Wednesday, November 13, 2013

Is the Internet making us smarter or stupider (yes, it is a word)

A great debate on Q today - how I love to listen to experts speak!  Great points on both sides of the debate some of which are worth noting:

  1. we have a much shorter attention span now
  2. we've lost the ability to recall facts because all known thought is just one click away
  3. we don't get exposed to opposing viewpoints because we tend to read content (and follow others) who have similar views (confirmation bias)
  4. we don't take the time required for reflective thought (which is the basis for wisdom) because we are too busy amassing tid bits of information
  5. we don't realize how much misinformation there is online
  6. we gravitate to the trivial because its lure is very powerful
  1. we have access to the world's collective knowledge
  2. we are actively sharing knowlege rather than being passive -- that is we can now participate in the dialog
  3. we can form deeper connections with others because we know more about them over time -- their thoughts, interests, views, etc.
I still have more of the debate to listen to.  In the meantime it's got me thinking of my own growth.  Ten years ago I rarely read.  And today I am constantly reading.  Granted, most of it is online content, but I find that because of that, my interests have expanded and it's truly enriched my life. I feel like my conversations are more meaningful and my ability to relate to other ppl's interests has greatly improved, thanks to the Internet.  And it turns out that meaningful conversations are a great source of happiness for most people, including myself!

Some insight to add from two of my friends who are deep thinkers.  Regarding the above points:

3. confirmation bias is easier, but we've always done it. Think of how we read newspapers -- rarely start to finish -- we naturally gravitate to what interests us.  Plus most of it doesn't even stick.  In the same way that we're not likely to make friends with people who have opposing political interests in person, we probably won't friend them on FB either.  This hasn't really changed because of the Internet.  Of course you can create a much bigger echo chamber for yourself on social media.  And that's certainly something you need to be conscious of because you are limiting your view of the world and opportunity for growth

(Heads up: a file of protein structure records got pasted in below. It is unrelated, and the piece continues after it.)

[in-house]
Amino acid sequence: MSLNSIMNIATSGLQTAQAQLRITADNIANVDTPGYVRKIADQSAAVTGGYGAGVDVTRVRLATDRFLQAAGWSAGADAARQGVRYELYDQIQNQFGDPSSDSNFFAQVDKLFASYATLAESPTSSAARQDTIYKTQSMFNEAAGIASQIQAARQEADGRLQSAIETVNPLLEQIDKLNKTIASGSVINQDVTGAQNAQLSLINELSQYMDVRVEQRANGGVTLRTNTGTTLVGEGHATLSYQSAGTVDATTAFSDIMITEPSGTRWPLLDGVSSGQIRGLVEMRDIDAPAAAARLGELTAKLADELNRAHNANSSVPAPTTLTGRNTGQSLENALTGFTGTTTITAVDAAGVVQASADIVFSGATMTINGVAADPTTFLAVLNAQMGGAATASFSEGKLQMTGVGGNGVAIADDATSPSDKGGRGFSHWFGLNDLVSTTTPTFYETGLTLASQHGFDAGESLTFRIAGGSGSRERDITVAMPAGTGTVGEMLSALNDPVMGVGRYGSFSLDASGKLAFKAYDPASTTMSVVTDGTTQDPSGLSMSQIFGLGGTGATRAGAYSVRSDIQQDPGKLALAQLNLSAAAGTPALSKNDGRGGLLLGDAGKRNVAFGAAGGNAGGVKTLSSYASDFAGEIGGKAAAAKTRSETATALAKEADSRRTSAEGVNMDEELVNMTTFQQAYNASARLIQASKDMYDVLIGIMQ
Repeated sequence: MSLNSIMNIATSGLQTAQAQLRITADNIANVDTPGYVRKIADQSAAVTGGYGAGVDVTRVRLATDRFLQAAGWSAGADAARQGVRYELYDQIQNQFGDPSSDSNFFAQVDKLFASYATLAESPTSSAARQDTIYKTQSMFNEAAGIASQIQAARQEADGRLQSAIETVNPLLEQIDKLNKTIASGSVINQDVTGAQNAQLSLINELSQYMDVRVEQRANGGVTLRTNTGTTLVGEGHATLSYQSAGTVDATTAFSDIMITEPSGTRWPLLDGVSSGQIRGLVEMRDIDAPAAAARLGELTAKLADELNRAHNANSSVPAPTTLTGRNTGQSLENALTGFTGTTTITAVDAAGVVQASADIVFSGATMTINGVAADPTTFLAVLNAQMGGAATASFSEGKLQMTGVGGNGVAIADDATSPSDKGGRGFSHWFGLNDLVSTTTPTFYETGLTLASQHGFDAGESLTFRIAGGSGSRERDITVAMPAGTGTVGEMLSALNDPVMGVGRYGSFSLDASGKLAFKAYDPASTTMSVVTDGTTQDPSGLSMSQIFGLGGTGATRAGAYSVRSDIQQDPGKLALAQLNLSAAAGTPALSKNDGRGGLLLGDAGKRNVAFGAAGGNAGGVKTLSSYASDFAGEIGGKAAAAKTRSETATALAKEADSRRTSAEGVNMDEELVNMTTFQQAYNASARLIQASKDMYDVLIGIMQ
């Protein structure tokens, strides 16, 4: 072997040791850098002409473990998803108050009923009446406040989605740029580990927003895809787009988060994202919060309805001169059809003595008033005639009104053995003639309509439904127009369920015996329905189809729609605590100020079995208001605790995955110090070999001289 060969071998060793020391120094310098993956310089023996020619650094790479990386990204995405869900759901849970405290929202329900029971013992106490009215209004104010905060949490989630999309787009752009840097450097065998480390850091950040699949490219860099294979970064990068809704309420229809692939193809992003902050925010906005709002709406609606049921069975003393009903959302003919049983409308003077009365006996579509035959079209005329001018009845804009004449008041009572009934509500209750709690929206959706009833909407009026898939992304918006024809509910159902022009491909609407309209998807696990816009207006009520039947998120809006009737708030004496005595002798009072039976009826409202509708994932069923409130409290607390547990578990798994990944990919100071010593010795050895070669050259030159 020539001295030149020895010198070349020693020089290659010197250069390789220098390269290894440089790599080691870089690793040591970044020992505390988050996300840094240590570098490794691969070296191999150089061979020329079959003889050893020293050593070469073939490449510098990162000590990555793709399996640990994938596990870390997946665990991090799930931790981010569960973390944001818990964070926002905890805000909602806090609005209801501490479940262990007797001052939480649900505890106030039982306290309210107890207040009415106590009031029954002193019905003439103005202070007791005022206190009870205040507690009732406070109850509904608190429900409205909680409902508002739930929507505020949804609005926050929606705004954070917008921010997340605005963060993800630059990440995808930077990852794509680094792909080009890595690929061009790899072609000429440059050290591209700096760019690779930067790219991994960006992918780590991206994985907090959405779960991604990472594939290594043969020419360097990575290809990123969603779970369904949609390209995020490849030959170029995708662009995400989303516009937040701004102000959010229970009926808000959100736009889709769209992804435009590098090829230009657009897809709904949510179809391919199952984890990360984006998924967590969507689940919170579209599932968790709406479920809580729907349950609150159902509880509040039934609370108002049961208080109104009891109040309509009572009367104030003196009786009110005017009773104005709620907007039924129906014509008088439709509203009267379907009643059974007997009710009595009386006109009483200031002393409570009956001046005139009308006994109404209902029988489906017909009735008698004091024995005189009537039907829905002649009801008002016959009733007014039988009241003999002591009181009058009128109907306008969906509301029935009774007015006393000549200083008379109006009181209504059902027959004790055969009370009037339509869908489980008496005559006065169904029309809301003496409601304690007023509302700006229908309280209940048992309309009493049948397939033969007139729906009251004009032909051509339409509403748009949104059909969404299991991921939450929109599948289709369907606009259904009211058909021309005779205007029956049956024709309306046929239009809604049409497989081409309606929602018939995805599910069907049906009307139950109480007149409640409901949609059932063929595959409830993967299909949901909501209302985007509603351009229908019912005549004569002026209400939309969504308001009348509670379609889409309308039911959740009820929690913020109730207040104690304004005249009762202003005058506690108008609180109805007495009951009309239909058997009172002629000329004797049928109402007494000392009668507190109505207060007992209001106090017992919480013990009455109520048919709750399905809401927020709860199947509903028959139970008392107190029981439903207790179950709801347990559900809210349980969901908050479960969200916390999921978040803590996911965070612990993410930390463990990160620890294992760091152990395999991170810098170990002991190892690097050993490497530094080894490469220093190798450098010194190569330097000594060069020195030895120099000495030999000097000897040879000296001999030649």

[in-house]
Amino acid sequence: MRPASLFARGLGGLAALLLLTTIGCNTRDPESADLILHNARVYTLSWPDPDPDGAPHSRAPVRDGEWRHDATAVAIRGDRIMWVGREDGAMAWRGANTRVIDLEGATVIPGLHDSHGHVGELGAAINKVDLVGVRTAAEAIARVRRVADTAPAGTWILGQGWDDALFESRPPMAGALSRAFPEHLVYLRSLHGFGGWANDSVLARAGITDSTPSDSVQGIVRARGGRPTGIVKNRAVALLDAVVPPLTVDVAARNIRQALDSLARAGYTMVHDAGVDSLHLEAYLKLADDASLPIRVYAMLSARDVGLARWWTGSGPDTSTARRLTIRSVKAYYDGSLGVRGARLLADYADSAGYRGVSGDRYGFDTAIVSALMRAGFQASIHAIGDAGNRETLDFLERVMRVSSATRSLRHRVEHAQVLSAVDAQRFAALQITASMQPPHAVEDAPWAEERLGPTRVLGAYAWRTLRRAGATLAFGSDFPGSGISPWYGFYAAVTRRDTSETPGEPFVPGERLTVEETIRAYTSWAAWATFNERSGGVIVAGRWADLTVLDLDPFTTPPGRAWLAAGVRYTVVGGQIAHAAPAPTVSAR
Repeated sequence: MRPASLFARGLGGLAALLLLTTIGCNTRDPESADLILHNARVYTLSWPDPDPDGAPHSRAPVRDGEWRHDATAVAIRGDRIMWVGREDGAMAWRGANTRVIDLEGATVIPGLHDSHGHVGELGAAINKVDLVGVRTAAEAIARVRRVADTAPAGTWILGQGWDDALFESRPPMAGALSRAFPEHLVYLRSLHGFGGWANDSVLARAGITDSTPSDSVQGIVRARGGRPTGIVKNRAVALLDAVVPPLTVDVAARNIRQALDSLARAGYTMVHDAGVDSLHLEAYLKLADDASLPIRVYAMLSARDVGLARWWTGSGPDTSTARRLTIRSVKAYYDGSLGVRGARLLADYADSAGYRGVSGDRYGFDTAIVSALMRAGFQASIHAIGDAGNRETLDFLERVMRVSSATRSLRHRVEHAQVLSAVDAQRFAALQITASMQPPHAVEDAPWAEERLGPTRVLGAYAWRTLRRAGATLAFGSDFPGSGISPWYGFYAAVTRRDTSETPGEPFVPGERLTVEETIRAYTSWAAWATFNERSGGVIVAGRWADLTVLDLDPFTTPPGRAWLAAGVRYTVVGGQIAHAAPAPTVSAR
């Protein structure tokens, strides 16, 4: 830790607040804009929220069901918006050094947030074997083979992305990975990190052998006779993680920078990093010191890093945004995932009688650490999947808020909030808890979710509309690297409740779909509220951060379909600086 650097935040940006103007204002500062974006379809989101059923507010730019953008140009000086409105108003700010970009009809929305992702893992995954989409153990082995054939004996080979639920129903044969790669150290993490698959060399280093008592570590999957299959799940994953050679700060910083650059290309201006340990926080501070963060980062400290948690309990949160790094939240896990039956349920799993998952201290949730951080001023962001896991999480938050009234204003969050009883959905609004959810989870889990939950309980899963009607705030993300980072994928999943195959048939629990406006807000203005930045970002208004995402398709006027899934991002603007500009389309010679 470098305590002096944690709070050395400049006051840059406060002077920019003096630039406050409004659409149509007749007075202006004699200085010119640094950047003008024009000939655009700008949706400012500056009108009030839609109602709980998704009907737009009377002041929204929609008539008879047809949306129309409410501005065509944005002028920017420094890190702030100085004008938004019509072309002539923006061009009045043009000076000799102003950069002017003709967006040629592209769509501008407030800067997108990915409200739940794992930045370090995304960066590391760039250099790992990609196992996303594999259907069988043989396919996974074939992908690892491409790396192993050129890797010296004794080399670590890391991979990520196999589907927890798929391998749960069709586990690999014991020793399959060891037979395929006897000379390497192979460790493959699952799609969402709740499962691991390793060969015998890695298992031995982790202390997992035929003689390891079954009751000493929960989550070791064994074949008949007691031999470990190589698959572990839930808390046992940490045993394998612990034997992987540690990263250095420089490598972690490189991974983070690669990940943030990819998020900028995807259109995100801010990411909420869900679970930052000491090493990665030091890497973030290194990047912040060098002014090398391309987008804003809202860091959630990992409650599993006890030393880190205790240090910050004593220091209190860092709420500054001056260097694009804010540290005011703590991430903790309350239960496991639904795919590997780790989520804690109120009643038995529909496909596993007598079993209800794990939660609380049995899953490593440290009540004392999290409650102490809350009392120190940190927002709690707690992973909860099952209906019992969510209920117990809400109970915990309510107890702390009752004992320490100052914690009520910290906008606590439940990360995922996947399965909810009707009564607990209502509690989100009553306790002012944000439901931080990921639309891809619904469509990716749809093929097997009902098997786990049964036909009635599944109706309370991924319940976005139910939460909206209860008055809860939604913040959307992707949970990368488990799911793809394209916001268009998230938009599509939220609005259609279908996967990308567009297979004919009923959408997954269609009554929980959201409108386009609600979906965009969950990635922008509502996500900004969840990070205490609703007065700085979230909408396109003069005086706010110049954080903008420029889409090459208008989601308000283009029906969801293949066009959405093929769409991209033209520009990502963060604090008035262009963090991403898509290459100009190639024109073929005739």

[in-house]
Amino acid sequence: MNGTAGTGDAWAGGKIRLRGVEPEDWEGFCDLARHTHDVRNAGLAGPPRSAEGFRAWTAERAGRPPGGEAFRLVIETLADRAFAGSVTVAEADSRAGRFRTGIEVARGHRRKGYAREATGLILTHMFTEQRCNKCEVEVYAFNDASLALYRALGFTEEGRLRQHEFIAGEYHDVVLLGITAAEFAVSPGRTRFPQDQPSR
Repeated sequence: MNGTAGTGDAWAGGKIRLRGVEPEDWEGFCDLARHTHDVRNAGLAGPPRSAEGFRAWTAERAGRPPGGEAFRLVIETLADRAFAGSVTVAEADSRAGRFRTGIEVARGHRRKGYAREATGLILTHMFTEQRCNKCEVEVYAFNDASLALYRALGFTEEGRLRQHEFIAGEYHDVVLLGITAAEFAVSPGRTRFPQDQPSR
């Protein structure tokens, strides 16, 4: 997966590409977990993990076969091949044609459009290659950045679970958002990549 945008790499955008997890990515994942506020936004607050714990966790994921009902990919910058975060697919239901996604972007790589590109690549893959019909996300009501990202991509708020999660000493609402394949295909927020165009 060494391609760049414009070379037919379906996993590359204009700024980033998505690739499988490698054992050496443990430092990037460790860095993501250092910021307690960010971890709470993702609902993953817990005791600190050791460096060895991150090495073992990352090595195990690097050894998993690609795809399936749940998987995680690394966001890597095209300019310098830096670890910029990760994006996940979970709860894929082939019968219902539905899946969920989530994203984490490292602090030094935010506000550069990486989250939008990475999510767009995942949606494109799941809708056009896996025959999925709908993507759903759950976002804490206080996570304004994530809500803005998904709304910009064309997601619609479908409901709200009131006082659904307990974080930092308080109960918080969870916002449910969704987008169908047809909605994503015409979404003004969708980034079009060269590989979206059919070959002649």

4. the Internet did not cause the decline in wisdom:  Most people just don't make time for reflective thought, probably because their minds are too pre-occupied with activities and noise and this has been going on well before the Internet.  I agree that very few people are big revolutionary thinkers.  But how many more thinkers could there be, were their minds not filled with meaningless dribble?
5. there's always been misinformation; every study is in some way flawed, be it the sample size or composition, the research methodology, the conclusions ... research can prove anything.  The Internet has not changed that.

Some other points from my friends:
1. Were it not for the Internet, how would we be spending our time?  Is the lure of the Internet so powerful that it's taken time away from activities that make us smarter, such as reading?  I guess it depends on what you are doing online.  Looking at cat vids, spreading celebrity gossip, filling your head with factoids, surfing porn?
2. Most people's online behaviour is moderate.  The majority of my FB friends don't share their emotions. I know that I feel uncomfortable about sharing my moments of happiness, lest it be perceived as Bragbook.  Nor do I like to see myself complaining or venting too much -- I'm just polluting other people's space with my negativity.  So what's left?  Sharing a bit of humour, insight and interest -- the best parts of myself and of my friends.

Ahhhh, I loved this discussion today.  Didn't really reach any conclusions, but the discussion helped me see things differently.

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